GWINNETT COUNTY, Ga. - Gwinnett County Public Schools announced Tuesday all students will start the school year with virtual learning and students will be given the option for in-person learning at the end of August.
According to the plan, parents will be given the option between in-person and virtual learning in a staggered format.
Starting on August 26, some students will be allowed back into the classroom if they choose. All students will have the option of in-person learning by September 9.
Teachers and staff members will be back at school.
Some teachers within the district did not ask for teacher input in this decision and they're worried about their health and safety.
"You cannot recover from the grave. You can't. And that's the bottom line for me," said Samantha Mbozi, a teacher with the district.
Mbozi and other teachers are asking for students, teachers, and staff at home until it's safe for everyone to be back in the schools.
"I think we need to be able to make this work from home. We have teachers and staff who are immune-compromised and it pains me to see how devastated they are to come in the building every day. They shouldn't have to risk their lives to make sure they provide a great education for these students," said Aireane Montgomery, a teacher.
Teachers with the district went back to school last Wednesday to prepare for the start of the school year. The district now says about 260 employees who have tested positive or are quarantining due to possible exposure.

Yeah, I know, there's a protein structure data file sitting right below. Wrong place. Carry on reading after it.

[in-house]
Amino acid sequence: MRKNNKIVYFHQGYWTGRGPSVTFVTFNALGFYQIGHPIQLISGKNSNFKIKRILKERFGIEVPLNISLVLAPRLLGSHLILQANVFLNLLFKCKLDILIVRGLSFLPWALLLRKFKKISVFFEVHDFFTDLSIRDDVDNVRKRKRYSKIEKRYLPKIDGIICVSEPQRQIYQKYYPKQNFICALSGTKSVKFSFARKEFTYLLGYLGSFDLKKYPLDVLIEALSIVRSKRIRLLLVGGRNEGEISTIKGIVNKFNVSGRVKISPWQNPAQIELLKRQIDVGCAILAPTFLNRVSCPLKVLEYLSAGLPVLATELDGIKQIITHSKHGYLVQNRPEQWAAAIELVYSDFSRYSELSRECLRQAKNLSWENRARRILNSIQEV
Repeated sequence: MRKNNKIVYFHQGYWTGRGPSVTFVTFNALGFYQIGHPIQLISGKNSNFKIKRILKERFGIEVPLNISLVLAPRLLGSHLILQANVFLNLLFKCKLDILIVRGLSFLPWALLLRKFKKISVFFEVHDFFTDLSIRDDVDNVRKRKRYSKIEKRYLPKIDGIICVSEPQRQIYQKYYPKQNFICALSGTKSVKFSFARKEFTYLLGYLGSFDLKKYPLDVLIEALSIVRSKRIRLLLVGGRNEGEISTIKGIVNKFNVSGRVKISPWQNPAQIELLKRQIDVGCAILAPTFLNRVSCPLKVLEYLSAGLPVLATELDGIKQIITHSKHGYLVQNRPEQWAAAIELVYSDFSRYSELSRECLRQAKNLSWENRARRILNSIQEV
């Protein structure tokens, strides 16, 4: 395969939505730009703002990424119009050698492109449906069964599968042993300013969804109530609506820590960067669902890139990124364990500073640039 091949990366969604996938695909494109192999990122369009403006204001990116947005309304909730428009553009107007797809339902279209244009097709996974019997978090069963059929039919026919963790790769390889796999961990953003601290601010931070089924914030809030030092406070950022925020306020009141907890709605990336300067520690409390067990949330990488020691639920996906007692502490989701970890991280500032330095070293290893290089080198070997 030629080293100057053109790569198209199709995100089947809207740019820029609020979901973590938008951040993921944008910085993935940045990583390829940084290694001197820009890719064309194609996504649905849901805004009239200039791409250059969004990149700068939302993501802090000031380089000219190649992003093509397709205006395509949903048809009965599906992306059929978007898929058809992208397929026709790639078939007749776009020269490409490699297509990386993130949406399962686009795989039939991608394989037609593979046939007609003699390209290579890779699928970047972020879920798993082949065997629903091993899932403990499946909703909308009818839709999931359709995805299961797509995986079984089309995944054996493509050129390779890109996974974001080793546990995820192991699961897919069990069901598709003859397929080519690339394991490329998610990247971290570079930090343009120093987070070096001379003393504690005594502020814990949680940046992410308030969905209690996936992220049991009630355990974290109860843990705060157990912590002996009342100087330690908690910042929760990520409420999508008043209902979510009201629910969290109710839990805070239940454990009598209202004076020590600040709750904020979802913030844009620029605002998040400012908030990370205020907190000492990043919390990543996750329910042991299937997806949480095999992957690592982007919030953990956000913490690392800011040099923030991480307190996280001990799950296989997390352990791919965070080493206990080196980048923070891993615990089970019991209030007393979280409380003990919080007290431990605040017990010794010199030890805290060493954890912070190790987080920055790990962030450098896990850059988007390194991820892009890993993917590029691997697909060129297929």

"That's just teachers. Now let's start adding students and other faculty that may have been out. Those numbers will go up. And unfortunately, I don't think teachers were at all consulted," said Dibett Lopez, a teacher.
The teachers also said the district board of education was also not consulted and there was no vote on the decision.
Anthony Driver, a teacher, said the plan leaves a lot of questions about how teachers will manage both in-person and online learning.
"Doesn't that mean a teacher will have to teach online and in-person? Doesn't that mean double the work?" Driver said.
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The superintendent sent a letter to the community and employees explaining the plan. It states there is a lot of conflicting information about the virus, but:
"We must balance that information against the concerns of parents who fear for their children’s educational progress, as well as their own employment, and need for us to bring their children back to school. At the same time, we must care for our people, many of whom have understandable concerns about returning to work when they feel the virus risk remains high for them and their families."